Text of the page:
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Debates Forum

  1. Standard member sh76
    Civis Americanus Sum
    26 Jul '12 13:55 / 2 edits
    This week, Boston Mayor Thomas Menino declared, "Chick-fil-A doesn't belong in Boston." He recklessly slandered the company by accusing it of "discriminat(ing) against the population." And he warned ominously: "If they need licenses in the city, it will be very difficult — unless they open up their policies."

    http://news.yahoo.com/hey-boston-leave-chick-fil-alone-070000819.html

    While I don't agree with Mr. Cathy's positions, for an elected official to use his office to punish a private person for his unrelated political beliefs is outrageous. I hope he brings a civil rights action against that clown and wins big.

    James Peron on Huff Post, while strongly against Cathy's position, puts it very well:

    This is what bothers me about some actions being taken against Chick-fil-A. Boycott the hell out of them; even drive them into liquidation by popular refusal to support the company, if you wish, but when the law is used selectively to punish a business because of the owner's opinions and donations, then the law is overstepping its bounds.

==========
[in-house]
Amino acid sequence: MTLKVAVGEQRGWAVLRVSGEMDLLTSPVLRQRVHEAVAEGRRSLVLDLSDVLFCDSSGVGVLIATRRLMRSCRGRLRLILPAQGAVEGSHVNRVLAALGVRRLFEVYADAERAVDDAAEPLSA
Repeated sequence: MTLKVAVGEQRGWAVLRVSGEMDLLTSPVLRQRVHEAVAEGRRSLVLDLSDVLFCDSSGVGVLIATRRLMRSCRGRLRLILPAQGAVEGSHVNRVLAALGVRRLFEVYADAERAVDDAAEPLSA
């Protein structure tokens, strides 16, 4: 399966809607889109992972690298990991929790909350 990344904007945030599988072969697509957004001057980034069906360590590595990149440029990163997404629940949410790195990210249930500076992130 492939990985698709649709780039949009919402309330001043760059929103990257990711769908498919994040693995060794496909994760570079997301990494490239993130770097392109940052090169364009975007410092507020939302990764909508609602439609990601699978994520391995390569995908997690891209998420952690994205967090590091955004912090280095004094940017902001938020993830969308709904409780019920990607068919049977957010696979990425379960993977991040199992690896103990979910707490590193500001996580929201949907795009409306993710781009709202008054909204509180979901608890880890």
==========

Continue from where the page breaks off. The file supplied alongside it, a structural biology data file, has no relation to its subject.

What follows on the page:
If anything, the moral case against Chick-fil-A is tainted by such actions. The Big Springs School District should not use regulatory powers to deny a club's right to exist due to the opinions of its members. Neither should local cities deny permits solely on the basis of the opinions of a business owner.

    In Chicago, Alderman Joe Moreno wants the city to deny a permit to build a Chick-fil-A restaurant in his district, because of "bigoted, homophobic comments" by the owner of the chain. Moreno is quite clear: "Because of this man's ignorance, I will now be denying Chick-fil-A's permit to open a restaurant in the 1st Ward."

    Of course, I happen to think Moreno's opinion about the owner is correct. I also think that the owner is immoral, but, the Christians in Pennsylvania think Christianity is correct and that LGBT people are immoral.

    However, the state is not there to arbitrate opinions, but to protect rights -- even rights of people we dislike.

    Chicago Mayor Rahm Emanuel claims the restaurant would "be a bad investment, since it would be empty." Great, isn't that precisely what would do the most harm -- allow them to pour capital into a restaurant where no one will eat? It is not Mayor Emanuel's job to decide what investments are wise or not. It's not his land; it's not his capital.